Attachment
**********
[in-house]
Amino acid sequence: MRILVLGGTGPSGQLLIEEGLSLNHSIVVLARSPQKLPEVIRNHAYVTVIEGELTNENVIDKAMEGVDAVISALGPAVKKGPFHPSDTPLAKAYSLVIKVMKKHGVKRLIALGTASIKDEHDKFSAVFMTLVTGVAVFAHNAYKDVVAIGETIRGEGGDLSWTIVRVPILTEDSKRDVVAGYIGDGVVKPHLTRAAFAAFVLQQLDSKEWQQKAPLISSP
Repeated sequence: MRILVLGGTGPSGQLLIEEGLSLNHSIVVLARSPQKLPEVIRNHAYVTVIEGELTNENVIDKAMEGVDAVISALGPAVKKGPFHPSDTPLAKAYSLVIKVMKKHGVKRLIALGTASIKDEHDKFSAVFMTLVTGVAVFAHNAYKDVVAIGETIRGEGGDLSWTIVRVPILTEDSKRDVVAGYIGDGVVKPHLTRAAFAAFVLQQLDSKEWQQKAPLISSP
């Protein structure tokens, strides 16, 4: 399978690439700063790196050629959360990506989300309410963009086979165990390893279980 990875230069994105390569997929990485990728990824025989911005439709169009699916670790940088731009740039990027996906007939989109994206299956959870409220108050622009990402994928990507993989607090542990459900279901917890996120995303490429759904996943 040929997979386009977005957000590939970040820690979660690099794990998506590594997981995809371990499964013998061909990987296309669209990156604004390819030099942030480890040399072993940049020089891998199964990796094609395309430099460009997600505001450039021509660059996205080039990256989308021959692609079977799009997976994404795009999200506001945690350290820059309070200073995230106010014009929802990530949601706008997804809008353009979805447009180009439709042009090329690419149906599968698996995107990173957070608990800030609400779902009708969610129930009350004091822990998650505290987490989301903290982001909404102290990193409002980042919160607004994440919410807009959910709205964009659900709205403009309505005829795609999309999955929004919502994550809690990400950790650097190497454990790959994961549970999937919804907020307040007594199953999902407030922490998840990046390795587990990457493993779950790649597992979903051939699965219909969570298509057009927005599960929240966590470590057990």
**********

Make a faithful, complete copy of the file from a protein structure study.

[in-house]
Amino acid sequence: MRILVLGGTGPSGQLLIEEGLSLNHSIVVLARSPQKLPEVIRNHAYVTVIEGELTNENVIDKAMEGVDAVISALGPAVKKGPFHPSDTPLAKAYSLVIKVMKKHGVKRLIALGTASIKDEHDKFSAVFMTLVTGVAVFAHNAYKDVVAIGETIRGEGGDLSWTIVRVPILTEDSKRDVVAGYIGDGVVKPHLTRAAFAAFVLQQLDSKEWQQKAPLISSP
Repeated sequence: MRILVLGGTGPSGQLLIEEGLSLNHSIVVLARSPQKLPEVIRNHAYVTVIEGELTNENVIDKAMEGVDAVISALGPAVKKGPFHPSDTPLAKAYSLVIKVMKKHGVKRLIALGTASIKDEHDKFSAVFMTLVTGVAVFAHNAYKDVVAIGETIRGEGGDLSWTIVRVPILTEDSKRDVVAGYIGDGVVKPHLTRAAFAAFVLQQLDSKEWQQKAPLISSP
């Protein structure tokens, strides 16, 4: 399978690439700063790196050629959360990506989300309410963009086979165990390893279980 990875230069994105390569997929990485990728990824025989911005439709169009699916670790940088731009740039990027996906007939989109994206299956959870409220108050622009990402994928990507993989607090542990459900279901917890996120995303490429759904996943 040929997979386009977005957000590939970040820690979660690099794990998506590594997981995809371990499964013998061909990987296309669209990156604004390819030099942030480890040399072993940049020089891998199964990796094609395309430099460009997600505001450039021509660059996205080039990256989308021959692609079977799009997976994404795009999200506001945690350290820059309070200073995230106010014009929802990530949601706008997804809008353009979805447009180009439709042009090329690419149906599968698996995107990173957070608990800030609400779902009708969610129930009350004091822990998650505290987490989301903290982001909404102290990193409002980042919160607004994440919410807009959910709205964009659900709205403009309505005829795609999309999955929004919502994550809690990400950790650097190497454990790959994961549970999937919804907020307040007594199953999902407030922490998840990046390795587990990457493993779950790649597992979903051939699965219909969570298509057009927005599960929240966590470590057990």